LFF 2016 Highlights Part 1

It is now a week into the 60th BFI London Film Festival, and so far it has offered some cinematic delights. Here are some LFF 2016 highlights from the first week of screenings…

LFF 2016 Highlights – Unmissable

La La Land

From the opening sequence, it is obvious that La La Land is something special. Damien Chazelle does not disappoint with his follow-up to Whiplash. The film is beautifully composed and wonderfully executed. READ MORE

Moonlight

Moonlight is a wonderfully absorbing character study from Barry Jenkins. The film is a profusion of taut emotion, which bubbles over in a delectable way. In a different pair of hands, the film could have been a trite concoction of stereotypes and cliché. Jenkins shows he is a force to be reckoned with with the magnificent Moonlight. READ MORE

Manchester By The Sea

Manchester by the Sea

Kenneth Lonergan’s Manchester By The Sea is rich with emotion and so finely executed that it lingers in the mind long after viewing. Lonergan exhibits a skilfulness in filmmaking and storytelling with the excellent Manchester By The Sea. READ MORE

LFF 2016 Highlights – Best of the Rest

Divines

Houda Benyamina’s Divines packs quite a punch. The film is engrossing throughout. Divines has an energy that is appealing. This is obvious from the film’s opening scene. READ MORE

The Handmaiden

Chan-wook Park’s The Handmaiden is exactly the style and quality of film one would expect from the filmmaker. It is thoroughly entertaining and a visual feast. There is so much to like about The Handmaiden, that it is difficult to know where to begin. READ MORE

The Birth of a Nation

Nate Parker’s The Birth of a Nation is a compelling drama that does not shy away from the realities of its narrative. The Birth of a Nation feels pertinent today, and it is a story that should be heard… READ MORE

ARRIVAL

Arrival

Denis Villeneuve’s Arrival brings the spectacle and wonder. For the most part, the film is an engrossing watch. Arrival is a very enjoyable science-fiction mystery. The film poses the big questions in an engaging and easily comprehendible way. READ MORE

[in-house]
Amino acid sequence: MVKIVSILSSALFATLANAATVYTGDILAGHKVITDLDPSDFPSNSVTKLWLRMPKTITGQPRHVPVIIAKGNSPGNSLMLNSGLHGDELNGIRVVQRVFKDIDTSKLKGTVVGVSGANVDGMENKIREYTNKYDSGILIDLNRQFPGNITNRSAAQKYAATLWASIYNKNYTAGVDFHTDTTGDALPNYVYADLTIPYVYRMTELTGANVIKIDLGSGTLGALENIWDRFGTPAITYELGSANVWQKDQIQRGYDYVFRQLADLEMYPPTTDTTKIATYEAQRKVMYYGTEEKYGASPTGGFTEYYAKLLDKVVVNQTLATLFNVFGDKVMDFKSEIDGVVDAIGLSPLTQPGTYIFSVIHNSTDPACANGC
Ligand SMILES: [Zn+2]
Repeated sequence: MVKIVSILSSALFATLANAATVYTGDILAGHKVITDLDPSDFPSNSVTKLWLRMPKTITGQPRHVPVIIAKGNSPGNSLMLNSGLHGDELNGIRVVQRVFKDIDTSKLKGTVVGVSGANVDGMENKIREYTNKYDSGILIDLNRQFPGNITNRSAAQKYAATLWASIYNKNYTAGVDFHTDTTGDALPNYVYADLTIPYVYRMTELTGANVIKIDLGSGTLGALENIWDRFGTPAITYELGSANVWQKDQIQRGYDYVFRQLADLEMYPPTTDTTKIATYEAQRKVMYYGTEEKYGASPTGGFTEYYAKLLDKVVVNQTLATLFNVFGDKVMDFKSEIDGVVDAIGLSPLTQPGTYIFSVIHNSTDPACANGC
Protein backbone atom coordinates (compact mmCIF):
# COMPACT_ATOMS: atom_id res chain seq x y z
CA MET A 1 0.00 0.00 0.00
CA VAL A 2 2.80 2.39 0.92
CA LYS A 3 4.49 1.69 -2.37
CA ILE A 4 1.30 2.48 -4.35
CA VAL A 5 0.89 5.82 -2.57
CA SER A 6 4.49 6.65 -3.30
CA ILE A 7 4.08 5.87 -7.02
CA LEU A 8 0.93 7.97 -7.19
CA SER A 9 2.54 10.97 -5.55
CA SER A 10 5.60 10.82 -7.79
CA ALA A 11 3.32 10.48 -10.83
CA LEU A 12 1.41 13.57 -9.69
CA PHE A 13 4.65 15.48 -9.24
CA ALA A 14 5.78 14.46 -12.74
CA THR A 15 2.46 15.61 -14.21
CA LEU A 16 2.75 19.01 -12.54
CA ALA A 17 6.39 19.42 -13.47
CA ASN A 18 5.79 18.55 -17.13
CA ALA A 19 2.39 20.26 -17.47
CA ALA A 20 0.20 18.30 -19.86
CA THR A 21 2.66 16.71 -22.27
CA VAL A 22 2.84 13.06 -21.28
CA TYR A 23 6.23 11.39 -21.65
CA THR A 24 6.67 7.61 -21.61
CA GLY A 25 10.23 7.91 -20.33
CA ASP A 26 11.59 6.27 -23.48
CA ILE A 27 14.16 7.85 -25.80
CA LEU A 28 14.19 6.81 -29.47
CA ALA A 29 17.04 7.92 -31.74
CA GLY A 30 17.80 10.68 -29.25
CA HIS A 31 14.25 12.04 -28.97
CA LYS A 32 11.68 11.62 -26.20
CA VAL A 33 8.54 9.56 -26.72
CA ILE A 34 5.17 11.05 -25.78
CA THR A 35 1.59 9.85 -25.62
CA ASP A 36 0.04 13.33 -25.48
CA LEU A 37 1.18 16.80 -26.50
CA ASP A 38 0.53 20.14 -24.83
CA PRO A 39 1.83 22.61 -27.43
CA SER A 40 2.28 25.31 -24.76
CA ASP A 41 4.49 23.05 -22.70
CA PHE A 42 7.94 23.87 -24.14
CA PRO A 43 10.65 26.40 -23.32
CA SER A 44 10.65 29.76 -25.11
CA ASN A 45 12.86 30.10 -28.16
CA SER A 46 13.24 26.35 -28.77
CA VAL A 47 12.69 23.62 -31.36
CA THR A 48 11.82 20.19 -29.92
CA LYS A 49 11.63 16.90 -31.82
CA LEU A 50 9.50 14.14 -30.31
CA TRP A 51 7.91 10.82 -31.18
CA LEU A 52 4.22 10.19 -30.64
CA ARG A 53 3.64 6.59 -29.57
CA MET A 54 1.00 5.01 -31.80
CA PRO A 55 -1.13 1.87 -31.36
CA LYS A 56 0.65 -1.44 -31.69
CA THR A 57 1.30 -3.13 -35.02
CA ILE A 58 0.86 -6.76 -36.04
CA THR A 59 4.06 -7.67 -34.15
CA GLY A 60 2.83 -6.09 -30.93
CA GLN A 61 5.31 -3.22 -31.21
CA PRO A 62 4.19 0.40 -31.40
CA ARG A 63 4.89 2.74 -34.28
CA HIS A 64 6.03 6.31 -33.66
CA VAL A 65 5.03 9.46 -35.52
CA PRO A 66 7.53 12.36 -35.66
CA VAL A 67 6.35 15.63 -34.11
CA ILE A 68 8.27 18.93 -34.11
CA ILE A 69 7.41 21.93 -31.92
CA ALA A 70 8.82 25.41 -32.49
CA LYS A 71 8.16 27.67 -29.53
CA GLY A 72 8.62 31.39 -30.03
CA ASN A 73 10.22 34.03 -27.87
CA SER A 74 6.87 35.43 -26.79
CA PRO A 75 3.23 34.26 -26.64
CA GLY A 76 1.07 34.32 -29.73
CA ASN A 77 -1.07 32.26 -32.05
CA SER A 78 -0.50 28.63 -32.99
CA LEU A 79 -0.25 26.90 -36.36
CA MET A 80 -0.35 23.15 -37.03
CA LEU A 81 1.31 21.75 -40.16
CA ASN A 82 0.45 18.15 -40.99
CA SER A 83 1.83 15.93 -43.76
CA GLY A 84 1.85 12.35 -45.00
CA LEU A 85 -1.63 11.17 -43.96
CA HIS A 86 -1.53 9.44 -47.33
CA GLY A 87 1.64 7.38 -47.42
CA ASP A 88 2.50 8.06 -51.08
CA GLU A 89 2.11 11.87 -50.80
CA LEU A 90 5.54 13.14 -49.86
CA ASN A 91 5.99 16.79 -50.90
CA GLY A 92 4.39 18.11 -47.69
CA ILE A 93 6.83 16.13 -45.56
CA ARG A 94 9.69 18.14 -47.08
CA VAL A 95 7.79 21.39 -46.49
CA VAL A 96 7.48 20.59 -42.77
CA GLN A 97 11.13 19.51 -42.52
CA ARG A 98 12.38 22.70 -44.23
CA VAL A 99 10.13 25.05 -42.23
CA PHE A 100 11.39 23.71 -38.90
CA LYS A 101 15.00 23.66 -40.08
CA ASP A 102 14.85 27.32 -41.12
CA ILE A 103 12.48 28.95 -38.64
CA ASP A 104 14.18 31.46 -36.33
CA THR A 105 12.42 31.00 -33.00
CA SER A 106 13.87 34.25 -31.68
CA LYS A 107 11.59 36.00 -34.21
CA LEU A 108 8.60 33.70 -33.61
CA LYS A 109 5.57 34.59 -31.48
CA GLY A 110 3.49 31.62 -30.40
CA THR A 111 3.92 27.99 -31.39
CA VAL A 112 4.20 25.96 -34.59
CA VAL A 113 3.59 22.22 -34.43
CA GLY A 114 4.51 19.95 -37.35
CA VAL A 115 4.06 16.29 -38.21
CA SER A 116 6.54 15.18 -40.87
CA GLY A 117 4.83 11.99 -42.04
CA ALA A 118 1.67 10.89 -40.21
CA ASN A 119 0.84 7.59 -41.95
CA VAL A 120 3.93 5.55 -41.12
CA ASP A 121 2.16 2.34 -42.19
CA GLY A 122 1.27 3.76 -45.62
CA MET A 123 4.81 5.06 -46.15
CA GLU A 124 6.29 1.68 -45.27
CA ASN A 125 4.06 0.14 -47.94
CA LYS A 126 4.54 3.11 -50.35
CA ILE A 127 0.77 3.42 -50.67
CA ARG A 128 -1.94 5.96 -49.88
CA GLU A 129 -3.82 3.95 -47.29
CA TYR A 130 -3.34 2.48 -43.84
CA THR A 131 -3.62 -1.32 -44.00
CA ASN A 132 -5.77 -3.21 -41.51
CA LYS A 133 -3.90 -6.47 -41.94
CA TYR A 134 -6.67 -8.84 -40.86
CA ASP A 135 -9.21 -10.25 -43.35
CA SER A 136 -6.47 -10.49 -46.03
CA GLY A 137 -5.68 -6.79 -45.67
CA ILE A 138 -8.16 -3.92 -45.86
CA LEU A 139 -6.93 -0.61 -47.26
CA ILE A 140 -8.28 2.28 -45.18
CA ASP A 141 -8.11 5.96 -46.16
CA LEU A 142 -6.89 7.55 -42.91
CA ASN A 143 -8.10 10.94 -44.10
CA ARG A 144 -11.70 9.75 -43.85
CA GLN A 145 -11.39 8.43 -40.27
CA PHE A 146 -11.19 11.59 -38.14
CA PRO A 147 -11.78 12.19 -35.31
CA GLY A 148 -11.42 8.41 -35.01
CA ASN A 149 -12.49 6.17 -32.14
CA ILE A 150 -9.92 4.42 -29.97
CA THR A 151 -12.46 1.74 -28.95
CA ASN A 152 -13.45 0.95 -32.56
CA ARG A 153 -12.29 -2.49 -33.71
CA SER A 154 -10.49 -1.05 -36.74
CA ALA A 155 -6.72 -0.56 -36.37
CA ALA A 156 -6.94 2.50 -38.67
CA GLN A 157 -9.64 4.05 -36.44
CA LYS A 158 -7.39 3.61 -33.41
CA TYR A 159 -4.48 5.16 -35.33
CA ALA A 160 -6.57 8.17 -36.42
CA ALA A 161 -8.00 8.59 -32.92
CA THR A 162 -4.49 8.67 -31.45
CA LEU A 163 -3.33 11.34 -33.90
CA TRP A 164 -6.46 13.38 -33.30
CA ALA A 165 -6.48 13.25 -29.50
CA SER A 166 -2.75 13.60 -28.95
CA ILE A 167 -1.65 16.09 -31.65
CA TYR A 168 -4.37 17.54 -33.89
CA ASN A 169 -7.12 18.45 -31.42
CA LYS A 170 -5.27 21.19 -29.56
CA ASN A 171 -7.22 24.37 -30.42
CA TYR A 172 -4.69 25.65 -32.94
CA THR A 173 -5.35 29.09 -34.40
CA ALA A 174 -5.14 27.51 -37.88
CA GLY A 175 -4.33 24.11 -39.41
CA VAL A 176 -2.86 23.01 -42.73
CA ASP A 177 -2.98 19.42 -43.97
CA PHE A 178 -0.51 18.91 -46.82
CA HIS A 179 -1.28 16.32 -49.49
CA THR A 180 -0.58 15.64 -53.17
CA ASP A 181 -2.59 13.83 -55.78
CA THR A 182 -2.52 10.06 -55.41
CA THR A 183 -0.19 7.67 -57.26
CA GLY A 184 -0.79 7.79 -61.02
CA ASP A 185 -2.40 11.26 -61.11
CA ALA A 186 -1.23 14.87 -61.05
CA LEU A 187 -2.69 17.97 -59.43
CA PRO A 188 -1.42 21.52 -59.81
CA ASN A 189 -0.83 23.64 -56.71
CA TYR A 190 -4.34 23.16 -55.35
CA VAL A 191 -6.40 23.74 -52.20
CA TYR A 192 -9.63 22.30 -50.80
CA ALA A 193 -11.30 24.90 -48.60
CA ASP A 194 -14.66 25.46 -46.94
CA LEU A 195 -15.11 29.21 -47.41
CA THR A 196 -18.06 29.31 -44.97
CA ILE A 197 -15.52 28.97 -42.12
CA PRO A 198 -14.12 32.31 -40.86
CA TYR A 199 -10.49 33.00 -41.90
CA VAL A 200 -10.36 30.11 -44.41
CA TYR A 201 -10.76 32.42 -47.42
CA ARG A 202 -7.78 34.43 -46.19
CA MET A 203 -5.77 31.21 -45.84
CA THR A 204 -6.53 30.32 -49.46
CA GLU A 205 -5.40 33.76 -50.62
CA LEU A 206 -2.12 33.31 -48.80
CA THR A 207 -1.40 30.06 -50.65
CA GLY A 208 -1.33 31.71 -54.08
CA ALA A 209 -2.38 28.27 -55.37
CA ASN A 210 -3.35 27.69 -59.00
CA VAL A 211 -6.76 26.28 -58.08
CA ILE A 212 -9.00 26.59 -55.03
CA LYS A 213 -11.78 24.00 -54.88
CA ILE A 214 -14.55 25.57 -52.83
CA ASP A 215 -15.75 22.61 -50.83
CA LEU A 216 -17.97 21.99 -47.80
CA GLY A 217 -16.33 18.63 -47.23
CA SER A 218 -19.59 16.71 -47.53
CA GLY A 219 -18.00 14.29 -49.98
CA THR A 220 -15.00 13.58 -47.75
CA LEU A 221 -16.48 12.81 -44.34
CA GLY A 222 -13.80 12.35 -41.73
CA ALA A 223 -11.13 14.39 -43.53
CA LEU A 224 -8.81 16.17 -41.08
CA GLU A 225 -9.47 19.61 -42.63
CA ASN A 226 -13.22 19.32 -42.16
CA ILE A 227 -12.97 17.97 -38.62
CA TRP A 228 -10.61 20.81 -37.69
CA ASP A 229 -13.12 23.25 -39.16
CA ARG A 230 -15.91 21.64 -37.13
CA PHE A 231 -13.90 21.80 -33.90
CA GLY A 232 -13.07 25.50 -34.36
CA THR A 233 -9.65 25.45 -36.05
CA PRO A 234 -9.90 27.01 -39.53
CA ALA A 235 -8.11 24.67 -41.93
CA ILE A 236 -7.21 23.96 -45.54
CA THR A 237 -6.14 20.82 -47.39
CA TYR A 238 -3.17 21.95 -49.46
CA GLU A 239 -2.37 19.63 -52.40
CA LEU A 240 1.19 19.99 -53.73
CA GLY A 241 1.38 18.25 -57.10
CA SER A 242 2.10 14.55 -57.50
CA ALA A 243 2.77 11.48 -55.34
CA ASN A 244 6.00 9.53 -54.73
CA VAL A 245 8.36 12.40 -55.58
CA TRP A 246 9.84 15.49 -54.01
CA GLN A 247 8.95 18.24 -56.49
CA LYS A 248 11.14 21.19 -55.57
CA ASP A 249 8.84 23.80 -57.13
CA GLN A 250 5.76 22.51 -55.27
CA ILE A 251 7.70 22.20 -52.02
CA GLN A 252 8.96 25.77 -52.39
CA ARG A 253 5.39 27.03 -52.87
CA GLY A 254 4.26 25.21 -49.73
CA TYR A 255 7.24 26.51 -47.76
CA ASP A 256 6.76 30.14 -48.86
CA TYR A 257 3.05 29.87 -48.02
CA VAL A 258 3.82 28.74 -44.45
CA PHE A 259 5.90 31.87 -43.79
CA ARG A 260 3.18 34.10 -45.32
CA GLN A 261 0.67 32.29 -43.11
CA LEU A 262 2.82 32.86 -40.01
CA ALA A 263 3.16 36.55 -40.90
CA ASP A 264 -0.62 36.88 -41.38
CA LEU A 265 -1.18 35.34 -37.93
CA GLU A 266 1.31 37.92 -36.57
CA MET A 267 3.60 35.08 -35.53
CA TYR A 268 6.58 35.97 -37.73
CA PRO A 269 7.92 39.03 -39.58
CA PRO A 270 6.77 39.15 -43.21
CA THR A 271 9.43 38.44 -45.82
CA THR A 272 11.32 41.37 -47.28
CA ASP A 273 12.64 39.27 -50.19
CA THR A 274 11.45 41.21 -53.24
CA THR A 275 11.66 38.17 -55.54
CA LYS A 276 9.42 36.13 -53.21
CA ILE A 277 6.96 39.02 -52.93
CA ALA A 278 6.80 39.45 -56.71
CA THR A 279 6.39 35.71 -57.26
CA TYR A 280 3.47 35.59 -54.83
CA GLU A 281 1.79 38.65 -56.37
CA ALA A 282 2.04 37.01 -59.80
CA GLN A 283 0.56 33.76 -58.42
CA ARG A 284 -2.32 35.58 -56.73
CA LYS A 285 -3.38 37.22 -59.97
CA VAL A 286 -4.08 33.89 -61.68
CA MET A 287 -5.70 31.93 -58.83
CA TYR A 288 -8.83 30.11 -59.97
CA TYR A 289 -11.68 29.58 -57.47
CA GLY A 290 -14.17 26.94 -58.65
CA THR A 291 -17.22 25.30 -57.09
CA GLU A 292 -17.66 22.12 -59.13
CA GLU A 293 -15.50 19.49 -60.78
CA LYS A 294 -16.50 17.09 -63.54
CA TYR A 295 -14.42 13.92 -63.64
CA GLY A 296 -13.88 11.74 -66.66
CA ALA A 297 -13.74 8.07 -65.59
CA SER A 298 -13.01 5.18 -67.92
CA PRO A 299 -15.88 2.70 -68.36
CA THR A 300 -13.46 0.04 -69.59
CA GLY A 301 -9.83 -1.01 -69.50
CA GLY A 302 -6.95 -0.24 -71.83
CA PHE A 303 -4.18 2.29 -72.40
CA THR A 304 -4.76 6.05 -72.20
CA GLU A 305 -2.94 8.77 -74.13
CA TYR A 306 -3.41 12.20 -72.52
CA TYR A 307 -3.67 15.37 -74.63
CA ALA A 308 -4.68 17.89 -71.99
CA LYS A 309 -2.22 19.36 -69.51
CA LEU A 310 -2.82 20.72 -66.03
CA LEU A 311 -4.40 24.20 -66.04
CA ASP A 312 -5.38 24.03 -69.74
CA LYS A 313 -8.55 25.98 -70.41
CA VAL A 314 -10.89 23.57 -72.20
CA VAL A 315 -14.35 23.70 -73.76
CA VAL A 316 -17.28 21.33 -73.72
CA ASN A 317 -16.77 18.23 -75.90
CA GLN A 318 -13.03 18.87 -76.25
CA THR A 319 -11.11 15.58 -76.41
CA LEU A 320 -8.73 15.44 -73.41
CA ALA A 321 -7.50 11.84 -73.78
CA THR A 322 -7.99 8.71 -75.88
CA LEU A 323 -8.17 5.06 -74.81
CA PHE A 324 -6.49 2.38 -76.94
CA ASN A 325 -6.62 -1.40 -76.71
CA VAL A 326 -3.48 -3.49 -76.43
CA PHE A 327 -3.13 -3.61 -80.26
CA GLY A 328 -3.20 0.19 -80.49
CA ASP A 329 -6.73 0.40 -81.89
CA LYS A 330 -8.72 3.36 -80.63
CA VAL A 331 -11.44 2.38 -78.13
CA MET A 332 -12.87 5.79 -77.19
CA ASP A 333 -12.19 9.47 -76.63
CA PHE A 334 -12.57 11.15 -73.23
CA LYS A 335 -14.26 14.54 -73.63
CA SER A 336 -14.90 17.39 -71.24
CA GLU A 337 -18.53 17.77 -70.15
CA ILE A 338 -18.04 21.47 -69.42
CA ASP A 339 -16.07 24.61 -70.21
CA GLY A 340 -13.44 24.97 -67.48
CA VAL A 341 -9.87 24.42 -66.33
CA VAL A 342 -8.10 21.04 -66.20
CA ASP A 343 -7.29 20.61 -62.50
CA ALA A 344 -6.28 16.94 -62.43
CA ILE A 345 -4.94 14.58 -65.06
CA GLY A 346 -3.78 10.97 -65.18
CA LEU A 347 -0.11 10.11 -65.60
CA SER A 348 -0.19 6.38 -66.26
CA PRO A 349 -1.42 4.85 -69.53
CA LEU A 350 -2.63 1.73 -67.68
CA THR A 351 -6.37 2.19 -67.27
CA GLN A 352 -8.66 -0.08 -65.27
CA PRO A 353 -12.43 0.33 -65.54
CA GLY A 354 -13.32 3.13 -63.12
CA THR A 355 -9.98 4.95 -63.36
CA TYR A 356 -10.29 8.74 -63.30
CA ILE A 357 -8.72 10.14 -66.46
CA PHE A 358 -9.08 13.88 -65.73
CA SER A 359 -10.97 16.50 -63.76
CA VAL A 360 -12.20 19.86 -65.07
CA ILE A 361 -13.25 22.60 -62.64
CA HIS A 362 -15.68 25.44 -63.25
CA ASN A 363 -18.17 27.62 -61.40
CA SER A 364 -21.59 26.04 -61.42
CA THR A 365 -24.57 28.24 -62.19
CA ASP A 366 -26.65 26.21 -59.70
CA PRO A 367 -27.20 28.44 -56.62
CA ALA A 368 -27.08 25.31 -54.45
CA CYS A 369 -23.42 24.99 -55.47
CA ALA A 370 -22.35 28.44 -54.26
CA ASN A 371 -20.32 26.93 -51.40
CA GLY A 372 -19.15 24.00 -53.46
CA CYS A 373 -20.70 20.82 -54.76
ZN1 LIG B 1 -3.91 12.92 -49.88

Queen of Katwe

Director Mira Nair’s film is infectious in its positivity. Queen of Katwe is a heartwarming picture. Telling the true story of an unlikely chess champion from the slums of Kampala, Queen of Kwante is an edifying film. READ MORE

The Graduation (Le Concours)

The Graduation (Le Concours) is a fly-on-the-wall documentary that pays off, despite a slow start. Le Femis in Paris is one of the top film schools. Each of the prospective students need to go a rigorous selection process for one of the limited places at the school. READ MORE

The BFI London Film Festival runs from 5th-16th October 2016. Details of remaining screenings are available here.

Film Review: Manchester By The Sea

Manchester By The Sea

Kenneth Lonergan’s Manchester By The Sea is rich with emotion and so finely executed that it lingers in the mind long after viewing.

After tragedy strikes, Lee is forced to travel to Manchester By The Sea to look after his nephew. Lee is a reluctant caregiver, as he feels closer to his past in the town…

Kenneth Lonergan exhibits a skilfulness in filmmaking and storytelling with the excellent Manchester By The Sea. The film is a masterclass in portraying grief. In spite of the bleakness of the subject matter, Lonergan’s film never becomes mawkish or melodramatic. Instead, it is taut, and subtle in conveying some harrowing incidents.

Writer-director Lonergan tells the story of a haunted man becoming the reluctant guardian of his nephew. The film is littered with flashbacks, which tells the story of Lee’s previous relationship with his nephew, with his brother, and with other members of his family. The film requires the audience to be patient in waiting for more details; these are revealed slowly and effectively. Lonergan’s eschews dropping these for shock value. Instead, these are careful placed, and more effective as a result.

Characters in Manchester By The Sea are so well drawn. Lee enters as a isolated, monosyllabic character. As more is revealed about his past, the reasons for his behaviour become clear. The story is not what some may expect from the film’s premise. What could have been an odd couple style comedy drama in different hands, is an exceptional drama in this case. Casey Affleck delivers an incredibly potent performance as Lee. Lucas Hedges is convincing as Patrick. Michelle Williams and Kyle Chandler provides good support.

Kenneth Lonergan’s mastery is depicting darkness, but drawing this back every so often with naturalistic humour. Manchester By The Sea is a thoroughly convincing portrait of a broken man.

Manchester By The Sea is being screened at the BFI London Film Festival in October 2016.